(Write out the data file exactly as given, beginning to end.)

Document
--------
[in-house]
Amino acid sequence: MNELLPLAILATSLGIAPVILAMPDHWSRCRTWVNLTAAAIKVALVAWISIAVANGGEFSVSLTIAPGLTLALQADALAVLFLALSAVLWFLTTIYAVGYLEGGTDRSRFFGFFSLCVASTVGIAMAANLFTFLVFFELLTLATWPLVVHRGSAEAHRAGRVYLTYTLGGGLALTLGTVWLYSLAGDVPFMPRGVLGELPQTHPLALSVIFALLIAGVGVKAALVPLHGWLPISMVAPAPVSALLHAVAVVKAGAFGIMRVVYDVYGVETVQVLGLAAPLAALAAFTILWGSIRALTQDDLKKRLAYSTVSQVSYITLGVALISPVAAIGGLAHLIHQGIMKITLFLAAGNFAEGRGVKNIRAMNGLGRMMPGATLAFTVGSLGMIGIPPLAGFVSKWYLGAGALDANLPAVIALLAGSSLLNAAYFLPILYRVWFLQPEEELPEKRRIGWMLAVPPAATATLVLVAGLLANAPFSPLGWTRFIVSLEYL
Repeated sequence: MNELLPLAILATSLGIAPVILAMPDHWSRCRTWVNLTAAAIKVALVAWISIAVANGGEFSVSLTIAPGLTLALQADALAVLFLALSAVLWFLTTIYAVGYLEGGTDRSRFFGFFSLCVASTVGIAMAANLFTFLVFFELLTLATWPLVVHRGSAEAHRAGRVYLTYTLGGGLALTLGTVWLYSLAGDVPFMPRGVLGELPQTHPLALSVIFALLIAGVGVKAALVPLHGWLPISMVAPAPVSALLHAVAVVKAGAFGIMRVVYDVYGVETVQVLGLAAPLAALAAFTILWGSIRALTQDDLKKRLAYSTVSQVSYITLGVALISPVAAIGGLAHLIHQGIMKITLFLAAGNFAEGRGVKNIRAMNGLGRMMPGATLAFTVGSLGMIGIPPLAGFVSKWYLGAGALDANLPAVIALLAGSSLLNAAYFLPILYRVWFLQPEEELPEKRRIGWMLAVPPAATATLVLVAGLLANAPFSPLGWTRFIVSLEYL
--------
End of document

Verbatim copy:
[in-house]
Amino acid sequence: MNELLPLAILATSLGIAPVILAMPDHWSRCRTWVNLTAAAIKVALVAWISIAVANGGEFSVSLTIAPGLTLALQADALAVLFLALSAVLWFLTTIYAVGYLEGGTDRSRFFGFFSLCVASTVGIAMAANLFTFLVFFELLTLATWPLVVHRGSAEAHRAGRVYLTYTLGGGLALTLGTVWLYSLAGDVPFMPRGVLGELPQTHPLALSVIFALLIAGVGVKAALVPLHGWLPISMVAPAPVSALLHAVAVVKAGAFGIMRVVYDVYGVETVQVLGLAAPLAALAAFTILWGSIRALTQDDLKKRLAYSTVSQVSYITLGVALISPVAAIGGLAHLIHQGIMKITLFLAAGNFAEGRGVKNIRAMNGLGRMMPGATLAFTVGSLGMIGIPPLAGFVSKWYLGAGALDANLPAVIALLAGSSLLNAAYFLPILYRVWFLQPEEELPEKRRIGWMLAVPPAATATLVLVAGLLANAPFSPLGWTRFIVSLEYL
Repeated sequence: MNELLPLAILATSLGIAPVILAMPDHWSRCRTWVNLTAAAIKVALVAWISIAVANGGEFSVSLTIAPGLTLALQADALAVLFLALSAVLWFLTTIYAVGYLEGGTDRSRFFGFFSLCVASTVGIAMAANLFTFLVFFELLTLATWPLVVHRGSAEAHRAGRVYLTYTLGGGLALTLGTVWLYSLAGDVPFMPRGVLGELPQTHPLALSVIFALLIAGVGVKAALVPLHGWLPISMVAPAPVSALLHAVAVVKAGAFGIMRVVYDVYGVETVQVLGLAAPLAALAAFTILWGSIRALTQDDLKKRLAYSTVSQVSYITLGVALISPVAAIGGLAHLIHQGIMKITLFLAAGNFAEGRGVKNIRAMNGLGRMMPGATLAFTVGSLGMIGIPPLAGFVSKWYLGAGALDANLPAVIALLAGSSLLNAAYFLPILYRVWFLQPEEELPEKRRIGWMLAVPPAATATLVLVAGLLANAPFSPLGWTRFIVSLEYL